Tibetan medicine or “Sowa Rigpa” is one of the five major Tibetan sciences. It is a professionally organized health resource based on a highly complex and sophisticated system of medical theory, diagnosis and treatment. It acquired its contemporary form in 7th century Tibet through a synthesis of Indian, Chinese, Greek/Persian, and indigenous medical knowledge. Today, Sowa Rigpa is practiced under different names in the Tibetan areas of China, in India, Bhutan, Mongolia, Nepal, and Buryatia, as well as in Tibetan diaspora communities around the world.
Over the past two decades, a Sowa Rigpa industry has begun to emerge, based on the mass-production of Tibetan pharmaceuticals. This development coincides with the pharmaceuticalization, commodification, and globalization of Tibetan medicine. That is, Tibetan medicine is increasingly reduced to its material objects (mostly herbal pills) and thereby transformed into a commodity, which can then be distributed and sold worldwide.
The Sowa Rigpa industry is still in its infancy, despite its recent boom and relatively high degree of development in China. So far, its scope remains limited to China, India, Mongolia and Bhutan, where Sowa Rigpa enjoys official recognition as part of the national health policy. The same countries are also heavily invested in developing their traditional pharmaceutical industries, based on – or at least including – Sowa Rigpa.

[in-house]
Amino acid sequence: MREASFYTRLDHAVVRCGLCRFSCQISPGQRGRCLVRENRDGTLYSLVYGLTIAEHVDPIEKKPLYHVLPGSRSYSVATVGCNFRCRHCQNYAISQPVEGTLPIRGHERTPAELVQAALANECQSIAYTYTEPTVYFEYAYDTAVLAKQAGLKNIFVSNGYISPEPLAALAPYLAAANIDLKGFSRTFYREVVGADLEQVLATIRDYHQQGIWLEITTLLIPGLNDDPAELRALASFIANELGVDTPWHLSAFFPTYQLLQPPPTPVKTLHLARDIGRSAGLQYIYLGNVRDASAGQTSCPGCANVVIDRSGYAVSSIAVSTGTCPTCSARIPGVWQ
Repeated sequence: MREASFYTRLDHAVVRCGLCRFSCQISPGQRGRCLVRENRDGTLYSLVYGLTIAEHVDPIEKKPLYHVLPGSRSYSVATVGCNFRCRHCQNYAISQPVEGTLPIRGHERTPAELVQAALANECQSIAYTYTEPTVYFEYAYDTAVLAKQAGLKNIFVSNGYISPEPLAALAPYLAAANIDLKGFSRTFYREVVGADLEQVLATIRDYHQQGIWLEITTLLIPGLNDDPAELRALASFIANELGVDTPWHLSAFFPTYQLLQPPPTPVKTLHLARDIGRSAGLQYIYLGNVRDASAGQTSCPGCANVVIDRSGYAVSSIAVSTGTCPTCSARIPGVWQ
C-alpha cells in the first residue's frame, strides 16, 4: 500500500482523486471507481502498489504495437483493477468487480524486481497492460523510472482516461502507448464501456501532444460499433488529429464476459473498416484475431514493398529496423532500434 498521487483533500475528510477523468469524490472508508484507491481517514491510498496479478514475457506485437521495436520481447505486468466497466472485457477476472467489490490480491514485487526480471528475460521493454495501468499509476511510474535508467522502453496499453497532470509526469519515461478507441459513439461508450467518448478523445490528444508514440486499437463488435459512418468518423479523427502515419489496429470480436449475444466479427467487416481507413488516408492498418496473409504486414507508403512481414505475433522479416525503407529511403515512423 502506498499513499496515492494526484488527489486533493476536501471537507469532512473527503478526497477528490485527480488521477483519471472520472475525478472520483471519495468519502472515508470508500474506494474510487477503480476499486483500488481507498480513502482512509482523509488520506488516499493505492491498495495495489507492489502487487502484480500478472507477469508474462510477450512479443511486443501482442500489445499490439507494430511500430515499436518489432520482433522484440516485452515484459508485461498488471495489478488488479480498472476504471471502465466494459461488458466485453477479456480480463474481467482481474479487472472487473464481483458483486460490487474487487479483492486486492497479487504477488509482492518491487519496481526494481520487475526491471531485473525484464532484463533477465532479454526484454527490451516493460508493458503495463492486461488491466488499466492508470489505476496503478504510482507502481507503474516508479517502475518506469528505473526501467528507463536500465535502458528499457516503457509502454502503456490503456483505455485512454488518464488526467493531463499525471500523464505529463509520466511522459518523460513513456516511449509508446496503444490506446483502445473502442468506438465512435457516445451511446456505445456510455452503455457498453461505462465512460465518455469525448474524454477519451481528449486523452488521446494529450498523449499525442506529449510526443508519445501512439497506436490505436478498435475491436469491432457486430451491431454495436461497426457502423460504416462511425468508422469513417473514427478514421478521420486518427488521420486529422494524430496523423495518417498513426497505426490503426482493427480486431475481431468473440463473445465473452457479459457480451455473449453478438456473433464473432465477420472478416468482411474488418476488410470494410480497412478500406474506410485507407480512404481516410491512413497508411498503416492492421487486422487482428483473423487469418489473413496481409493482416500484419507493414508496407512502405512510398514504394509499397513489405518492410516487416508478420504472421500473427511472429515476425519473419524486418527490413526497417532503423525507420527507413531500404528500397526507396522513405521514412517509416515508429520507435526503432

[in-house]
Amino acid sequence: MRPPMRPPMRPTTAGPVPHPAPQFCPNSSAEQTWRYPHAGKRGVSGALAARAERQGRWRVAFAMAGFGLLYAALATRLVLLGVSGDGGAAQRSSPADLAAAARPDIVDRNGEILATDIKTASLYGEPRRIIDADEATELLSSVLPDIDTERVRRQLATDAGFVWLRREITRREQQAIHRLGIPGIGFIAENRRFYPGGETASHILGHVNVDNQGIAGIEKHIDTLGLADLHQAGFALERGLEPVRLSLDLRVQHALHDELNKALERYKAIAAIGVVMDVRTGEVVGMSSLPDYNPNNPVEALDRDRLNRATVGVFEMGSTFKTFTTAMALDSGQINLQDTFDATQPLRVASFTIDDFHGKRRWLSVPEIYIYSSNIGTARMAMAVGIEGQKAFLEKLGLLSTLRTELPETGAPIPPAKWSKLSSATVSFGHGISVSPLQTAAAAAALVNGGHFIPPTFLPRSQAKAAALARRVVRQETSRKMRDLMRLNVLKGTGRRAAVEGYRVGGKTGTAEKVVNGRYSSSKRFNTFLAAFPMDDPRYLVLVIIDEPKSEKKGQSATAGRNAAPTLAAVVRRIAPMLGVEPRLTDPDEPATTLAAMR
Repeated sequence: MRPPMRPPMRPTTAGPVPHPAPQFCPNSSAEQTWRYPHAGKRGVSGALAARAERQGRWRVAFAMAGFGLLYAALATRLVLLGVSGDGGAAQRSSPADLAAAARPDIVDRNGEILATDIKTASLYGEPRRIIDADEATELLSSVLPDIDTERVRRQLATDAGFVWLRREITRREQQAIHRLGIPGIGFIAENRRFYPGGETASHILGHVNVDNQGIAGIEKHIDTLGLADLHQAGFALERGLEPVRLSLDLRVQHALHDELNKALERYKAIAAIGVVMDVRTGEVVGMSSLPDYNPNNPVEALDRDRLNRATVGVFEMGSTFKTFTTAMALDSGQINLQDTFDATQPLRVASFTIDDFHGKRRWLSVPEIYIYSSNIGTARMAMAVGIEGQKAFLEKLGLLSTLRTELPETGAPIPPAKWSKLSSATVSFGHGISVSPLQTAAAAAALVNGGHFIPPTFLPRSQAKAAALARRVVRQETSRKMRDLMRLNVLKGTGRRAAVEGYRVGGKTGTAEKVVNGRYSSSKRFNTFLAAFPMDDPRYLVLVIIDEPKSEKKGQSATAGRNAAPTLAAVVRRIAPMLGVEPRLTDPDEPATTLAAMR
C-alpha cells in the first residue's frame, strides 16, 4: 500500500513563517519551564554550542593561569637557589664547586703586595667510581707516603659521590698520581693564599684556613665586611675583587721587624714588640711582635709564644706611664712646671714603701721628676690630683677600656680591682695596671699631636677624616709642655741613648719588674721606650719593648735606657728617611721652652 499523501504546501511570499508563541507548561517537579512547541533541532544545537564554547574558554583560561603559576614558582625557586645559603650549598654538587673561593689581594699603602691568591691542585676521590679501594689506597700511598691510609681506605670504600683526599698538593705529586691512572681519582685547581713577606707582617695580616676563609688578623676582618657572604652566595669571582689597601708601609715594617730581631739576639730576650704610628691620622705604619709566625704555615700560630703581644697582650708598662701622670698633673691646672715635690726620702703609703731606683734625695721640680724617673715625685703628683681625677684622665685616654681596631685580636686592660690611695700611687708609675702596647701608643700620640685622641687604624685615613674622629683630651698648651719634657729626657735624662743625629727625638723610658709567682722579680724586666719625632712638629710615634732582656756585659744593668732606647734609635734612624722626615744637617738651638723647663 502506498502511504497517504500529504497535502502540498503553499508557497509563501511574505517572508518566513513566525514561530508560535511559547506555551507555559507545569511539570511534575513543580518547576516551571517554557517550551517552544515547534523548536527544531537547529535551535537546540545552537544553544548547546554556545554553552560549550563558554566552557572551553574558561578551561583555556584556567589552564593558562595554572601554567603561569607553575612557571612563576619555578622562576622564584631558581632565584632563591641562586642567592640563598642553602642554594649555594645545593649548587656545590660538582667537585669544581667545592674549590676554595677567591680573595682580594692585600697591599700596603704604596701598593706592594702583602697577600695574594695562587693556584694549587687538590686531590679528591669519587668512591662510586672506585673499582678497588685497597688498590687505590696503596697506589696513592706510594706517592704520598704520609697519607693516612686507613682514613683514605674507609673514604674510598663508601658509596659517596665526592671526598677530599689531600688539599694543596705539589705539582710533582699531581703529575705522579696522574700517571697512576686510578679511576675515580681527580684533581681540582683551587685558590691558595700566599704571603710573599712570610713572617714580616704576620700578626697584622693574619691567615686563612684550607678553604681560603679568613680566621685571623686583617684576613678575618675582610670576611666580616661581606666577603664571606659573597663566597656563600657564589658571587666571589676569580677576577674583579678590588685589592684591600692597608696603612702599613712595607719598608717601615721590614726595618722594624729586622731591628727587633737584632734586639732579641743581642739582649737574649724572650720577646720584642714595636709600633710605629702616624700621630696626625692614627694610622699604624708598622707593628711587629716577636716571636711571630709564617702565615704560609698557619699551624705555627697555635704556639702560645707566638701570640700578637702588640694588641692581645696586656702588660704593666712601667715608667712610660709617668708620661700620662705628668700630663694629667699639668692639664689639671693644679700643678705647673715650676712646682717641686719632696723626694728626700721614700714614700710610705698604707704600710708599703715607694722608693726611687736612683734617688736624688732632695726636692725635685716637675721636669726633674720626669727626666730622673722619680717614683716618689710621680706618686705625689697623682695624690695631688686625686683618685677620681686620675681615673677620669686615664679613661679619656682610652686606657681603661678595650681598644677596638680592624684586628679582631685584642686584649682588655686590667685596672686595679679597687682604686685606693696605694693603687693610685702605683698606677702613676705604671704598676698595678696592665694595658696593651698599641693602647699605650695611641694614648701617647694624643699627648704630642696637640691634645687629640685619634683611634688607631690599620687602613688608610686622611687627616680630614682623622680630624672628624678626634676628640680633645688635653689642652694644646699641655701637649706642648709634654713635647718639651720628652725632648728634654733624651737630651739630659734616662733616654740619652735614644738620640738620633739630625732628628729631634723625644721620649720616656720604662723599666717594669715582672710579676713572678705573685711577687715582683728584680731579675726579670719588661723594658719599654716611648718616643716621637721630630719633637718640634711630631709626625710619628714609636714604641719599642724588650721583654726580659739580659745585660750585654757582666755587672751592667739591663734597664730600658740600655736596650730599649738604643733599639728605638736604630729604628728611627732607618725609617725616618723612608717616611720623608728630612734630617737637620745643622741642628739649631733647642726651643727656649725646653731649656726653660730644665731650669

Traditional pharmaceuticals constitute an integral part of Asia’s innovative knowledge industry and its growing economic power. The transnational Sowa Rigpa industry therefore holds more than a specialist’s interest: as a small but illustrative part of a larger phenomenon, it affords us much-needed insights into ongoing social, economic, and political processes that affect health care on a global scale.